Talossans greeted the preliminary election results with considerable surprise. For the first time in many years, there was neither a clear victor nor an established coalition in place. Even more confusingly, the rise of multiple new parties coupled with a seismic change in the makeup of the Senate has left many in the nation wondering what the shape of things to come will be.
It is clear that the RUMP will remain the nation's largest party by far. The preliminary results, later slightly amended, show that party holding 79 out of the total 200 Cosa seats. The party may be unable to leverage this dominance into any representation in a forthcoming government, however, as the ruling MRPT-ZRT coalition appear intent on retaining power. Those two parties have only obtained 44 seats and 31 seats, respectively, however, dropping sharply from their January totals. This means that any continuation of their coalition would come short of majority support. And even more confusingly, the addition of the LIB would still be insufficient to form a majority, as that new party achieved 19 seats.
An MRPT-ZRT-LIB coalition would still represent only 94 seats in the Cosa.
These difficult numbers mean that the only path to a majority for the ruling MRPT-ZRT lies in the addition of not just the LIB, but also a fourth partner - most likely in the PP, whose 1 3 seats would give a prospective coalition a narrow but workable 1 07-seat majority. With the aggregate support of the TWP's single vote and the seats brought by any agreeable PC members from their total of 1 2, then, there is a possible path forward for the current government.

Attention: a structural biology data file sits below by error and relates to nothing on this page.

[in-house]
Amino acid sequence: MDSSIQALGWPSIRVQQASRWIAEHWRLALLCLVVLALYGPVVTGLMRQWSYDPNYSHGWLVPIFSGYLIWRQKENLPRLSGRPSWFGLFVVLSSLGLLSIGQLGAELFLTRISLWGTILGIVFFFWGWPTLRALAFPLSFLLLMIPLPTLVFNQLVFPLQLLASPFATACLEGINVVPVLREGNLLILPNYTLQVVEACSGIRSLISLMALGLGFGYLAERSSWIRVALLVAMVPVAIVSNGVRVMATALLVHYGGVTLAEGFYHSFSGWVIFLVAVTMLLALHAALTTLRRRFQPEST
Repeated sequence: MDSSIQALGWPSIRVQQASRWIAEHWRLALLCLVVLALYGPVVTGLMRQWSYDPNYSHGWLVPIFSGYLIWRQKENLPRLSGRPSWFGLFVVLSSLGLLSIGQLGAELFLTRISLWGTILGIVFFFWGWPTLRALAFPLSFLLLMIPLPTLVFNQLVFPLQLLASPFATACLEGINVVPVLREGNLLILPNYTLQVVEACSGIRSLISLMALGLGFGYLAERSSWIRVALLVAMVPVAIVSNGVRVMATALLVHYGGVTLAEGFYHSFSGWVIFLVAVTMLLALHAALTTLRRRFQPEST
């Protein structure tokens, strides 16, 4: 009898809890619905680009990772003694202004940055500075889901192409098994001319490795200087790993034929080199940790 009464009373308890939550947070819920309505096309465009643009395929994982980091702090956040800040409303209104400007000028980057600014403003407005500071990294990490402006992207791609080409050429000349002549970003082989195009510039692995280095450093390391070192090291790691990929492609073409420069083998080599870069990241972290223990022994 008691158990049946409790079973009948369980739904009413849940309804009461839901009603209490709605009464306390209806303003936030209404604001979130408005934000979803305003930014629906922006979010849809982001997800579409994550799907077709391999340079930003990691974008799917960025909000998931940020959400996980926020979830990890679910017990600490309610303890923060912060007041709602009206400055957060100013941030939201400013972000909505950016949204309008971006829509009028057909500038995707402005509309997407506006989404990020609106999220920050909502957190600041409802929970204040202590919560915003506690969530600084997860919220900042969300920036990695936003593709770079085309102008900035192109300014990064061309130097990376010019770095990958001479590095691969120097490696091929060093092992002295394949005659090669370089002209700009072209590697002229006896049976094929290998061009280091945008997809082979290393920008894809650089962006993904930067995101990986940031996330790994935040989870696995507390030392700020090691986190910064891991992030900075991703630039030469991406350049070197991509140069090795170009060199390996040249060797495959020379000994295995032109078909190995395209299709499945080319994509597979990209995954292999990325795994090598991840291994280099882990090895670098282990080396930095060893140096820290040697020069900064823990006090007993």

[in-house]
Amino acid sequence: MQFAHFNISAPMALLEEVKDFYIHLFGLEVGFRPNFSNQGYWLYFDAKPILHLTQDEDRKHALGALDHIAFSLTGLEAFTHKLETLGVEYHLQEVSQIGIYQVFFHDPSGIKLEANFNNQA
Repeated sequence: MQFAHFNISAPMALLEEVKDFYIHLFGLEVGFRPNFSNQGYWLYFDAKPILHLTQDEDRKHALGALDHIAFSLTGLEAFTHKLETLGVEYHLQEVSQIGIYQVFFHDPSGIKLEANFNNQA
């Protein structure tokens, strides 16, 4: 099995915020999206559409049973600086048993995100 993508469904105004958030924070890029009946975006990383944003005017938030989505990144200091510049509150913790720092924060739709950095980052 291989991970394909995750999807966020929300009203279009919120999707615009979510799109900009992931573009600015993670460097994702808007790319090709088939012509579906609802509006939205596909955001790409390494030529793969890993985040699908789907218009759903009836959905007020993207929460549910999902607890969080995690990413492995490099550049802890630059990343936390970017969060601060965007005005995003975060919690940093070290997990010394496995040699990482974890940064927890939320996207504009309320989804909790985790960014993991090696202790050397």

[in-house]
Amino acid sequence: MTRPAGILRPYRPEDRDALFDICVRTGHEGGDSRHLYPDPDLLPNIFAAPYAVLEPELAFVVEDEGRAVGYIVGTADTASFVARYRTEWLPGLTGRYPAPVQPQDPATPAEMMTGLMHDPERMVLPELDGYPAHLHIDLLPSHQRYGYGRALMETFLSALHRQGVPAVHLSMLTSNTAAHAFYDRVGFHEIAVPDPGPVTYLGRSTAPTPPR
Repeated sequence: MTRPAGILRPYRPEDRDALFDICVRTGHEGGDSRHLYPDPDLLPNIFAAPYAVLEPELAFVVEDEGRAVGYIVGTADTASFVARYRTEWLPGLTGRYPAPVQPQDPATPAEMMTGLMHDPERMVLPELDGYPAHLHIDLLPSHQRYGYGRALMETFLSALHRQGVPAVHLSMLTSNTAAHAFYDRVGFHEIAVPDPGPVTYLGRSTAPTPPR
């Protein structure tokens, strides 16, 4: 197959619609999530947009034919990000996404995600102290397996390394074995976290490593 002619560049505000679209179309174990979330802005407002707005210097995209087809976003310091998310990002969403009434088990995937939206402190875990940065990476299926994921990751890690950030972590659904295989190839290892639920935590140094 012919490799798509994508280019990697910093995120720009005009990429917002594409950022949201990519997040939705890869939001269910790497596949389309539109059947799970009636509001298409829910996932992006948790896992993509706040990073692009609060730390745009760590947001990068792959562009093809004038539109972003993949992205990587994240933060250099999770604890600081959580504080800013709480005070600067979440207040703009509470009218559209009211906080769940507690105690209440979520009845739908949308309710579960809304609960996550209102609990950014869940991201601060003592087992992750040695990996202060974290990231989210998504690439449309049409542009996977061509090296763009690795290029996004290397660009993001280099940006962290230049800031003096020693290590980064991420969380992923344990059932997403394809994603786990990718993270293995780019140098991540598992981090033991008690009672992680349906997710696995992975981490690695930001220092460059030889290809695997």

Should the ruling coalition be unable to cobble together this array of people and parties, the RUMP may have a chance to ally with one of them instead, ousting the current government. Unfortunately for the RUMP, a serious disagreement with the MRPT may have hobbled the RUMP from even before the election was concluded.
According to the public dispute between the RUMP party leader (this reporter) and the MRPT leader, Lüc da Schir, the two leaders had come to an agreement on a future coalition several days before the results were published. While the exact terms of the coalition were not disclosed publicly, it appears that there was a deal in place. After the election ended, however, and it was revealed that the RUMP had lost very nearly the same percentage of seats as the MRPT, the deal fell apart. The accounts of the two party leaders differ as to whether or not the agreement was intended to be binding. Da Schir protested on Wittenberg that he was only ever speaking for himself, not his party, during the negotiation, stating, "I can not take any decision without a vote from my party, and can not sign any deal without my party's approval, as per the MRPT's constitution." The RUMP leader, on the other hand, declared that he had repeatedly and clearly asked for assurances that da Schir could speak for his party, pointing out that he would have had no reason to negotiate with someone who was unable to actually agree on the terms of a deal. He stated in reply to da Schir, "You assured me that you could agree on terms and that we could work together. You certainly also took care to say that there would be a vote, but you also said that wouldn't be a problem. I took particular care on this point, remember - I wanted to know that you could actually agree on something and that your leadership mattered. And you were either misleading me then, on purpose, or you didn't actually fight hard to hold up your end, later, and broke your word then."